Education Loans In India Shrink 25% in 4 yrs - CRIF Insights

In the past four years, the number of education loans disbursed in India has reduced by 25 per cent. As of March 31, 2019, the number of students able to secure loans fell to 2.5 lakh from 3.34 lakh students as of March 31, 2015.The main reason for the decline is that high non-performing assets levels. These have nearly doubled to 12.5 per cent in the past four years, according to a ToI report.

Apart from this, during this period, the number of active loans accounts also declined. However, it may be noted that the total loan amount disbursed has increased 34 per cent to Rs 22,550 crore in the fiscal year 2019 from Rs 16,800 crore in the financial year 2016, which indicates that banks are keen only on funding higher-sized loans.

For the same period, the total number of active loan accounts or students declined to 27.8 lakh from 34 lakh in the past four years. Meanwhile, the average ticket-size of loans hiked to Rs 9 lakh from Rs 5.3 lakh during the same period.

Credit bureau CRIF Highmark, SVP, Parijat Garg said, "Banks are looking at a value game. They are no longer interested in volumes."

Other than PSUs, banks have downed shutters for students seeking loans of value below Rs 4 lakh without collateral or security. The national publication quoted the CEO of a private bank as saying, "Banks have gradually shifted from lending to poorer students or those they consider risk in their ability to land a job or parents unable to put up collateral. Most private banks have a tie-up with elite educational institutions and they lend only to their students. Public sector banks have red tape, documentation and formalities before they give Rs 4 lakh loans without collateral. It’s a dismal scene for less-privileged students."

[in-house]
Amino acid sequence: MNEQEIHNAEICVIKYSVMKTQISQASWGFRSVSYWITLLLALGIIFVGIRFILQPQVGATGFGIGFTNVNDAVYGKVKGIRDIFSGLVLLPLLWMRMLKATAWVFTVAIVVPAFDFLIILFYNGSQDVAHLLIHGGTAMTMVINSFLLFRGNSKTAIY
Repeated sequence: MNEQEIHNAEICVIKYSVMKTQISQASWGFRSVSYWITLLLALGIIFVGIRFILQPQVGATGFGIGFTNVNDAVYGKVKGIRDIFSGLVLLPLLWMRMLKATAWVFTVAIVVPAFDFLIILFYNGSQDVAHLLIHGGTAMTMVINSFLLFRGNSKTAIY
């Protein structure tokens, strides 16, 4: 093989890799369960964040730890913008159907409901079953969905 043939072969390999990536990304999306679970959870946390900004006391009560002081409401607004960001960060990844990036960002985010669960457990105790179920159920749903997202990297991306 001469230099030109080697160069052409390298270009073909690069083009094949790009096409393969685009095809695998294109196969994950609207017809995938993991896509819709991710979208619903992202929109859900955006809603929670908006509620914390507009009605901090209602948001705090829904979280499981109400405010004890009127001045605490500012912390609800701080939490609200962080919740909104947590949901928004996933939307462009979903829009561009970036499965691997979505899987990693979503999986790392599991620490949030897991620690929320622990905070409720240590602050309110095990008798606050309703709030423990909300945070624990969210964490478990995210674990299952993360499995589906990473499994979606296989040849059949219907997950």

"Banks said they continue to lend, but not at the earlier pace. “We meet our priority sector lending targets, which include education loans. But the rate of defaults makes us pause — we’re using data analytics and forensics for prudent lending,” says Mrutyunjay Mahapatra, MD, Syndicate Bank cited ToI.

"We are facing the highest defaults in the sub-Rs 4 lakh segment. Higher-ticket size loans of between Rs 7-10 lakh normally have a lower rate of default,” said V Bharathi, MD, Corporation Bank as reported by ToI.

Banking analyst at Motilal Oswal, Alpesh Mehta said, "The default rate in education loans is the highest in the retail segment; home loan default rates are between 0.5-1 per cent, for two-wheelers around 2-3 per cent and for commercial vehicle loans 3-4 per cent. The risk-reward for the bank being small ticket-size loans and prone to default doesn’t justify expansion in this segment." 

The national daily cited N Kamakodi, CEO, City Union Bank as saying, "There are hundreds of private colleges, engineering and arts churning out masses of students with mediocre or average skills in a tough job market. It is a supply-demand mismatch in the education job market. I don’t see the situation easing when it comes to education loans." 

Original Source: Publication: Times Of India, Bengaluru| Page No-01,07, Financial Express